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Construction problems will need knowledge transfer to deal with an uncertain future



LAS VEGAS — One of the first sessions at the 42nd International Risk Management Institute Inc. Construction Risk Conference in Las Vegas on Monday addressed the question towering over a packed ballroom of those managing risk and insurance for the post-pandemic , recession-wary construction industry : what will an economic recession mean for current and future projects?

At its core, it’s a labor issue — but not exactly in the sense of the number of workers, said presenter Chris Daum, president and CEO of FMI Corp., a consulting and investment banking firm that works with builders.

While hiring and managing a construction workforce has been an issue in construction for the past decade, expertise in navigating the “endless”

; operational challenges that come with an economic slowdown will be a core issue going forward, he said.

Right now, the construction industry is “busier than ever,” he said, adding that the construction industry is 12 to 24 months behind economic reality, as buildings are planned in contracting phases before reality sets in. And because the degree and duration of a recession is unpredictable, “it’s going to make it increasingly difficult to predict” for the industry.

Top of the list currently are supply chain issues and labor, both of which are the result of the economy shutting down in 2020 as a result of the covid-19 pandemic and the influx of stimulus money that followed created a demand for durable goods. The effects of both remain as millions of workers have yet to return to the workforce and supply chain challenges are only “beginning to be resolved,” he said.

Add to that the reversal of a so-called “zero interest rate environment” over the past decade that helped borrowers borrow cheaply, fueling what Mr. Daum called “bad ideas” in business.

The construction industry is already seeing a depression in residential construction — often the first to be hit by a recession — and office and commercial construction, as workers continue to demand the hybrid work-from-home arrangements that Daum referred to as irreversible. post-pandemic work trend.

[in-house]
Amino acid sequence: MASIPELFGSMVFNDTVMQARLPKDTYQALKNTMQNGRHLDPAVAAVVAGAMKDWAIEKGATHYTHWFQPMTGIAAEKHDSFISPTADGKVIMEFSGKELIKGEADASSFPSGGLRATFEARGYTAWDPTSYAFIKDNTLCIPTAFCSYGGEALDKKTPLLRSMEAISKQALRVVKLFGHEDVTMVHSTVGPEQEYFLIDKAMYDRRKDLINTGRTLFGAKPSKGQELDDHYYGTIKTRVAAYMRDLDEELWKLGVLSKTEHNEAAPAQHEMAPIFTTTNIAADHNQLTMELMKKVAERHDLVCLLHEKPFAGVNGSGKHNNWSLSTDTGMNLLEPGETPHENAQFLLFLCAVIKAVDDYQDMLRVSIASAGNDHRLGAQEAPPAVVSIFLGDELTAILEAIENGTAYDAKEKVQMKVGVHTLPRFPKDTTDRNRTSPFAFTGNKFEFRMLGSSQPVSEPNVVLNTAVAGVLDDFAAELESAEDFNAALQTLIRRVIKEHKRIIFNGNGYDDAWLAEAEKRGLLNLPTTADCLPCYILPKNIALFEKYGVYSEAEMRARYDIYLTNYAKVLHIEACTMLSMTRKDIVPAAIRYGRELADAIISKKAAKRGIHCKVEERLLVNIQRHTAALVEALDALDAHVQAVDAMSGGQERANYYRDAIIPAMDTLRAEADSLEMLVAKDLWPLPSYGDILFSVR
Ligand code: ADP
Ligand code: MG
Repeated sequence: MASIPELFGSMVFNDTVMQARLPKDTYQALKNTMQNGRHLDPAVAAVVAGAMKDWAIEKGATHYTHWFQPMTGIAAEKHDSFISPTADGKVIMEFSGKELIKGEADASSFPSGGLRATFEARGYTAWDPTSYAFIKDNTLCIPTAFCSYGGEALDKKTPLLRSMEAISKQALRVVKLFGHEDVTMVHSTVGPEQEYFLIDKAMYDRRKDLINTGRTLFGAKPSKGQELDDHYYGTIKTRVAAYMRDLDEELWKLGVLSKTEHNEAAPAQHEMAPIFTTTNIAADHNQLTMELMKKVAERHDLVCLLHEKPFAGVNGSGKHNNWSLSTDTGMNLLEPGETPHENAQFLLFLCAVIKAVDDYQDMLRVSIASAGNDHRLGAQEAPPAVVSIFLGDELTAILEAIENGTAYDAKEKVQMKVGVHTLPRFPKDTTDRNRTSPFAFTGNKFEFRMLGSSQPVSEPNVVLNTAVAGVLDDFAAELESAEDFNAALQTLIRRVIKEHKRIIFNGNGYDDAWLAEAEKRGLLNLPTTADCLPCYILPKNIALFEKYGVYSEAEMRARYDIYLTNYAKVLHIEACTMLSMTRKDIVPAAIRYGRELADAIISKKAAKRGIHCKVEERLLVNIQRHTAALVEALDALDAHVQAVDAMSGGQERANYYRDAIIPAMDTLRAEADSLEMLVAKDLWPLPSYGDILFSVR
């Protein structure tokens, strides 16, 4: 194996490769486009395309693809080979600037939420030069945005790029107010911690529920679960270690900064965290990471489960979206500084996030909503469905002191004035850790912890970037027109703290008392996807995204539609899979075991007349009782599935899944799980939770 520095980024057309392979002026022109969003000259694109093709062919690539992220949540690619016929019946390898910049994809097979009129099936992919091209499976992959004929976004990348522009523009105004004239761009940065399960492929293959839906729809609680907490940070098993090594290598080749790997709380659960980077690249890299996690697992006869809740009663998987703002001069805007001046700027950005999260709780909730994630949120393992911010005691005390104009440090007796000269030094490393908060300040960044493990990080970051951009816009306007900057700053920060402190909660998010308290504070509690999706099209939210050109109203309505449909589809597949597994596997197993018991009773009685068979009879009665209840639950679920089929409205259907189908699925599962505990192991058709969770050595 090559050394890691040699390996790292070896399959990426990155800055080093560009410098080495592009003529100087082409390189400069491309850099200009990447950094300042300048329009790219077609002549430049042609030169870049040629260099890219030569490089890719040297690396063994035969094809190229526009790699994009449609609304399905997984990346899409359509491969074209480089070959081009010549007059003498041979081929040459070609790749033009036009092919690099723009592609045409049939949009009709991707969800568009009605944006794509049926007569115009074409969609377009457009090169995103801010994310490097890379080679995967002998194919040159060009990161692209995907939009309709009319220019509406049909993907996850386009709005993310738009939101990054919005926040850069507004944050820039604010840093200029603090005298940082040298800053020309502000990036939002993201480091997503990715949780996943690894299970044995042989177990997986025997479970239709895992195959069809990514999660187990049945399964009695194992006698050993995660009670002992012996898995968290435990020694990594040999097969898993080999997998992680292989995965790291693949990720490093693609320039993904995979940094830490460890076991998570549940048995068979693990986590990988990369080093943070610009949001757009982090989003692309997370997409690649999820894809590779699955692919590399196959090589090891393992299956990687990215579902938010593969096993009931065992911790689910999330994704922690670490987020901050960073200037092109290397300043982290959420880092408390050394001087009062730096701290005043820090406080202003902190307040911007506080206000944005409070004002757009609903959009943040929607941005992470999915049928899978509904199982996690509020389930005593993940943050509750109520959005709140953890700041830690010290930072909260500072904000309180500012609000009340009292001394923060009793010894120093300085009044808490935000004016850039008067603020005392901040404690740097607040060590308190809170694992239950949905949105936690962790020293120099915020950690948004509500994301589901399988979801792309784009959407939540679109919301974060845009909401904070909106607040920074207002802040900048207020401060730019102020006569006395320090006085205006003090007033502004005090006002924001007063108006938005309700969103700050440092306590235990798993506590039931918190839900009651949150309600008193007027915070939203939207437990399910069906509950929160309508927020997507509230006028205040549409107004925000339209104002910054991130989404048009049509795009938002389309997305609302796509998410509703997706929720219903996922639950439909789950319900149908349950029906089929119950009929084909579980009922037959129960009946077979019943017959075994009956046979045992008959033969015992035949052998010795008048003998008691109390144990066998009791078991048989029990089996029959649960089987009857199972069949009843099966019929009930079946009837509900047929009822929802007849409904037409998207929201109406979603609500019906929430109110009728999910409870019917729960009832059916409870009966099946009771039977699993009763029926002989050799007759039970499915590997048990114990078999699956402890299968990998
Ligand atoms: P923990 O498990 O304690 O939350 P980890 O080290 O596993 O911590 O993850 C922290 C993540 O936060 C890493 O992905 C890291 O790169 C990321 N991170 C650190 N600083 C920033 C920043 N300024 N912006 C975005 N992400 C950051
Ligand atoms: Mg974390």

Another hit for the industry will be inflation. Even the $1.2 trillion federal infrastructure bill — passed a year ago Tuesday — won’t help, according to Daum.

“Most of (the federal Infrastructure Investment and Jobs Act funding) hasn’t hit the streets except for the fact that a lot of those dollars will discreetly fund things that were underfunded or needed to be funded,” he said. “The sad part of this whole story is that all $1.2 trillion of that is consumed by inflation; even (with) your most moderate assumptions about inflation over the next five to seven years that’s all eaten up.”

To meet the challenges, the industry will need to lean on those who lived through the last recession, many of whom are retiring, leaving “the burden to the millennial generation,” he said. “We are 10 years behind the curve in a generational change,” he added.

“This is the biggest risk to the construction industry,” Baum said of the generation that went to college when the industry last grappled with a slowdown. “In the next five years … how are people running out the door … going to transfer all their knowledge of how they worked their way through the last downturn which was 10 to 14 years ago?”

“You know what to do, you know how to coach and mentor,” he added. “But you’ve been so busy with cruise control, or putting work in place, that you haven’t taken the time to have those conversations and develop premeditated contingency plans that if this happens, this is what we’re going to do.”


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